- chronic health conditions, and
- cost of living, amongst other factors.
Amidst these changes, the report also revealed that employees expect their employers to take an active stance on societal issues — 49% of employees in Singapore (vs 43% in Asia) find it beneficial to get help with adopting an environmentally friendly lifestyle.
Additionally, 54% stated that it is important for their employer to support women’s issues, 52% believed in the importance of diversity, equity, and inclusion, and 51% felt their employer should focus on environmental sustainability.
One particular trend also emerged, shaped by COVID-19 — caregiver needs rose to the fore, and employers responded with a greater focus on flexible working, digital health, and family benefits. In Asia, caregivers (37%) were more likely to say that medical expenses have caused financial hardship for them or their families this past year compared to non-caregivers (15%).
The same trend is reflected in each Asian market:
- Singapore: 38% caregivers vs 15% non-caregivers
- Indonesia: 28% caregivers vs 23% non-caregivers
- India: 64% caregivers vs 30% non-caregivers
- Hong Kong: 28% caregivers vs 13% non-caregivers
- China: 19% caregivers vs 9% non-caregivers
Considering how the majority of employees were noted to be caregivers in most markets, employers now have an opportunity to build on that momentum and consider creative and innovative models of support for this dominant and critical group of employees.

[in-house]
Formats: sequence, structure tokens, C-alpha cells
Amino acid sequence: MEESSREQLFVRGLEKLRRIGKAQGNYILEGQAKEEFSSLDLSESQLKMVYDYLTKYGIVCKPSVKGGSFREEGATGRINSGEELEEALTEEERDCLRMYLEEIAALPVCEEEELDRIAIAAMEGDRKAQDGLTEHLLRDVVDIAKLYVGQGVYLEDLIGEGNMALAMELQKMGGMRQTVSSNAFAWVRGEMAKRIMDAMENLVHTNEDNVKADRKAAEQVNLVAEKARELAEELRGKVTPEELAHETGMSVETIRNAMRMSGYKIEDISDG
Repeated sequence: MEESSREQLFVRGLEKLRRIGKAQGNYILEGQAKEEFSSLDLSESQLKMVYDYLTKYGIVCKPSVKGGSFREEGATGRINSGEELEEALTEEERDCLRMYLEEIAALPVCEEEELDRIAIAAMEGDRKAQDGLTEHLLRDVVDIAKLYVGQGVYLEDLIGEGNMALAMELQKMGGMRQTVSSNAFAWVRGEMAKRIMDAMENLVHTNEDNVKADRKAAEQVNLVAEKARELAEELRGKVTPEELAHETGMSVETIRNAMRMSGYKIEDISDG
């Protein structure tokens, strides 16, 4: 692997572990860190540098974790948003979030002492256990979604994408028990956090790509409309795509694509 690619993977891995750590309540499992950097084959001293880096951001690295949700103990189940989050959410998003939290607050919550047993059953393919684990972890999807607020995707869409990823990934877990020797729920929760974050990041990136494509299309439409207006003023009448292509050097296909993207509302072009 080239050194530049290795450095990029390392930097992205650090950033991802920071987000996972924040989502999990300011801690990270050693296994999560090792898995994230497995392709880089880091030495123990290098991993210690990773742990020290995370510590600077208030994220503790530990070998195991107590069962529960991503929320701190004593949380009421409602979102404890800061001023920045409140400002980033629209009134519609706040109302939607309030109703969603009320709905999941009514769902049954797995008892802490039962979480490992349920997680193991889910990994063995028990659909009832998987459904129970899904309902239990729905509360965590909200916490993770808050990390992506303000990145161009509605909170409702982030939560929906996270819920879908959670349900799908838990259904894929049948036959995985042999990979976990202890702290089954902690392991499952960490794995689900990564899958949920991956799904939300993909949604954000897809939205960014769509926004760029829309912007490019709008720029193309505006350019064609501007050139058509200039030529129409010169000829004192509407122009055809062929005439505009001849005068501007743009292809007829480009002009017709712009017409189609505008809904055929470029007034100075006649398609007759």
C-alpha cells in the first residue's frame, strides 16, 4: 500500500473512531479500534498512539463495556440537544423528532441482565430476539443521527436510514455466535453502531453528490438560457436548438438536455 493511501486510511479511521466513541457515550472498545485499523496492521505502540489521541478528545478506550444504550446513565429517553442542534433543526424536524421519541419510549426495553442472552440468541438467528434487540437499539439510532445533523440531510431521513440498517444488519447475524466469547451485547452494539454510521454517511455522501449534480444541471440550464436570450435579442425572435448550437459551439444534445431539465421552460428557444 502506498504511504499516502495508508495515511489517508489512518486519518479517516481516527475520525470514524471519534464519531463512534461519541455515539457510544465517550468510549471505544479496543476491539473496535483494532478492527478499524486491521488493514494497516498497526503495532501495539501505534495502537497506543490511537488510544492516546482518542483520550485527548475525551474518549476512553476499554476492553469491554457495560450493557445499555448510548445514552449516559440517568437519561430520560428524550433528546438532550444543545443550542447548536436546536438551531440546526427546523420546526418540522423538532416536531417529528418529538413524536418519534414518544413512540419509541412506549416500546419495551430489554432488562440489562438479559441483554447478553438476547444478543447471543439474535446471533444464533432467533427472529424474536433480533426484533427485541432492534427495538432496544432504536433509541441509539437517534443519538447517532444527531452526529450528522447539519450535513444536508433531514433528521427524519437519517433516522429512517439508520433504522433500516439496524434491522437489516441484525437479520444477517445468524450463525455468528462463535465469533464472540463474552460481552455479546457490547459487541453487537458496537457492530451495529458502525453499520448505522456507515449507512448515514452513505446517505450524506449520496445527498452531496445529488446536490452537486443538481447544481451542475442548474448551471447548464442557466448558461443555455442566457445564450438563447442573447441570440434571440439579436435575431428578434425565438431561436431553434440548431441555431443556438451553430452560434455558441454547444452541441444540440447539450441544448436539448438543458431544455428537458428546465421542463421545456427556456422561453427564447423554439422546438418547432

As the study further suggests, employees are more likely to thrive when their basic needs are met. However, health and risk protection plans may exclude employee groups such as low-income or part-time workers, and in that light, under-protected groups are less likely to believe that their employers care about their wellbeing, and are less likely to thrive in their careers.
Adding to that, nearly one in three (31%) employees with below-median income are not confident that they can afford the necessary healthcare, compared to 16% of those from households with a median income or above who shared the same concerns.
Among other findings, it was affirmed that the more employers understand the needs of their employees, the better able they will be to make inclusive changes for meaningful impact.
What then, does a workplace with an inclusive health & benefits strategy look like? As showcased, it addresses or caters to the following:
- Differently-abled individuals
- Age/generation/life stages
- Background experience, industry
- Family status
- Single parents
- Income level
- Post-conflict individuals
- Thinking cycles
"Employers can ensure benefits meet their employees’ needs by addressing all employees’ life stages, understanding attitudes towards crises and health concerns, as well as targeting specific economic groupings and the many responsibilities that employees may have outside of work," the report noted.
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Lead image / Mercer Health on Demand 2023